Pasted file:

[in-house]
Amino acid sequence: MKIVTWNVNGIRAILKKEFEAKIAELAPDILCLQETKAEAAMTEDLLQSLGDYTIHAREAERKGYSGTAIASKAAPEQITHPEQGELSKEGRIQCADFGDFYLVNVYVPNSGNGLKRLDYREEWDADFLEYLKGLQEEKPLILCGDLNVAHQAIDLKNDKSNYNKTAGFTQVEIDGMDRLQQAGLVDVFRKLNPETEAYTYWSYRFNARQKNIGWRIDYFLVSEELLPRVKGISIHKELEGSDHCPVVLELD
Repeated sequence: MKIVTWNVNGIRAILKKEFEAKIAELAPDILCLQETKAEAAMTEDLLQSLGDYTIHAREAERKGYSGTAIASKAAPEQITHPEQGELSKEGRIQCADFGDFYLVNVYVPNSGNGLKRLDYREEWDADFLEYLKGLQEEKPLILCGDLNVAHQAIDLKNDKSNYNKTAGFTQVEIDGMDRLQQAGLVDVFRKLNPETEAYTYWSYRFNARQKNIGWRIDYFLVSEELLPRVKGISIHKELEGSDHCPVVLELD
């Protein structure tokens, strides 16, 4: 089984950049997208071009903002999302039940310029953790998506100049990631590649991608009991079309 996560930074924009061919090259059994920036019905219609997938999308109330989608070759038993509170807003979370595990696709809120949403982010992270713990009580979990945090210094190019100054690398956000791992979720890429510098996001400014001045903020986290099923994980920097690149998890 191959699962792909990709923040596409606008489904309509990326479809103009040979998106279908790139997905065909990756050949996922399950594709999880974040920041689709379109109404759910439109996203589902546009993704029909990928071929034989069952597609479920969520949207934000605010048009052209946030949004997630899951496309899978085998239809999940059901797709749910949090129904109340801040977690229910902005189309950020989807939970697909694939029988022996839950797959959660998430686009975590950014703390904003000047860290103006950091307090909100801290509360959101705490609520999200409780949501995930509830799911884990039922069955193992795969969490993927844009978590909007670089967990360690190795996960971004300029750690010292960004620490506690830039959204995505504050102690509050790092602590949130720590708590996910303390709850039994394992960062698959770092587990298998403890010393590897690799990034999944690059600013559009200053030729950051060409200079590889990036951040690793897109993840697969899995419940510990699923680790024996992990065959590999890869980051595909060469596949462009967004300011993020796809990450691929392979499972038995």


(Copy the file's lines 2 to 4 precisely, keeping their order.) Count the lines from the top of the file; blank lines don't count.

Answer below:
Amino acid sequence: MKIVTWNVNGIRAILKKEFEAKIAELAPDILCLQETKAEAAMTEDLLQSLGDYTIHAREAERKGYSGTAIASKAAPEQITHPEQGELSKEGRIQCADFGDFYLVNVYVPNSGNGLKRLDYREEWDADFLEYLKGLQEEKPLILCGDLNVAHQAIDLKNDKSNYNKTAGFTQVEIDGMDRLQQAGLVDVFRKLNPETEAYTYWSYRFNARQKNIGWRIDYFLVSEELLPRVKGISIHKELEGSDHCPVVLELD
Repeated sequence: MKIVTWNVNGIRAILKKEFEAKIAELAPDILCLQETKAEAAMTEDLLQSLGDYTIHAREAERKGYSGTAIASKAAPEQITHPEQGELSKEGRIQCADFGDFYLVNVYVPNSGNGLKRLDYREEWDADFLEYLKGLQEEKPLILCGDLNVAHQAIDLKNDKSNYNKTAGFTQVEIDGMDRLQQAGLVDVFRKLNPETEAYTYWSYRFNARQKNIGWRIDYFLVSEELLPRVKGISIHKELEGSDHCPVVLELD
């Protein structure tokens, strides 16, 4: 089984950049997208071009903002999302039940310029953790998506100049990631590649991608009991079309 996560930074924009061919090259059994920036019905219609997938999308109330989608070759038993509170807003979370595990696709809120949403982010992270713990009580979990945090210094190019100054690398956000791992979720890429510098996001400014001045903020986290099923994980920097690149998890 191959699962792909990709923040596409606008489904309509990326479809103009040979998106279908790139997905065909990756050949996922399950594709999880974040920041689709379109109404759910439109996203589902546009993704029909990928071929034989069952597609479920969520949207934000605010048009052209946030949004997630899951496309899978085998239809999940059901797709749910949090129904109340801040977690229910902005189309950020989807939970697909694939029988022996839950797959959660998430686009975590950014703390904003000047860290103006950091307090909100801290509360959101705490609520999200409780949501995930509830799911884990039922069955193992795969969490993927844009978590909007670089967990360690190795996960971004300029750690010292960004620490506690830039959204995505504050102690509050790092602590949130720590708590996910303390709850039994394992960062698959770092587990298998403890010393590897690799990034999944690059600013559009200053030729950051060409200079590889990036951040690793897109993840697969899995419940510990699923680790024996992990065959590999890869980051595909060469596949462009967004300011993020796809990450691929392979499972038995």